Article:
I planted a fern in it, rescued from the renovations at my husband's work place. The roof and gutters were being replaced, and when the workmen lifted the old gutters down, there were ferns growing happily inside them. Dave rescued some and they're now living on my kitchen bench - along with another plant I collected from our garden: Hostas. I had to cut them back because they were leggy being in a shaded position outside. They should re shoot fairly quickly though. I didn't even have to buy the ceramic pot plant for the Hostas either - that came with a free cutting I received from my mum. The saucer was from a promotional cup and saucer I rarely use.

Gosh, I'm starting to sound like an old plant lady I remember visiting when I was growing up. She had plants in everything from metal cans to old tea pots with broken handles. All these indoor plants have actually brought back a lot of memories from my childhood. We used to live in flats growing up and when it was too wet or cold to go play outside, I remember playing with my mother's pot plants. She use to have palms with little ornaments adorning a few. I would use them to play under the palms, imagining I was outside playing in a jungle.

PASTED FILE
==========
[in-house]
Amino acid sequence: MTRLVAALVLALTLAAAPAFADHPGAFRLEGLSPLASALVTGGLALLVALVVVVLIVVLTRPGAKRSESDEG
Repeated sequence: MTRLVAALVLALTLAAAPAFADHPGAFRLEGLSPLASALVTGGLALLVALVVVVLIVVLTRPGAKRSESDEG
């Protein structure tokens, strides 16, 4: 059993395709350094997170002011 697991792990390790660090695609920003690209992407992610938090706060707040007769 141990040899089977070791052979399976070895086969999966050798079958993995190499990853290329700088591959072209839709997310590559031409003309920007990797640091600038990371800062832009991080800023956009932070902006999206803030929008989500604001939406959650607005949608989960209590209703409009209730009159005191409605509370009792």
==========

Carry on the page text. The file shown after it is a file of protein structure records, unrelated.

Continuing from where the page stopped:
Would you believe I still have one of those wonderful ornaments? Of course, it's a frog, what else? My mum gave it to me one day and it's come on many adventures with me since. Even my own daughter has been known to play with old froggy. Boy that little ornament has been very adventurous - I think I'll resume frog back to pot plant duty, as was his original calling.

My favourite arrangement at the moment would have to be these native gingers and a little ground cover I don't know the name of. It's very prolific around Brisbane and other parts of South-East Queensland. I think Dave grabbed a handful from his sister's place (in Brisbane) and it loves the shady places in our garden - spreading well and covering the soil.

I did buy the native gingers, but they were actually destined for the garden. I hadn't managed to get them all planted however, and thought why not try them indoors instead? They're actually growing bigger inside than outside.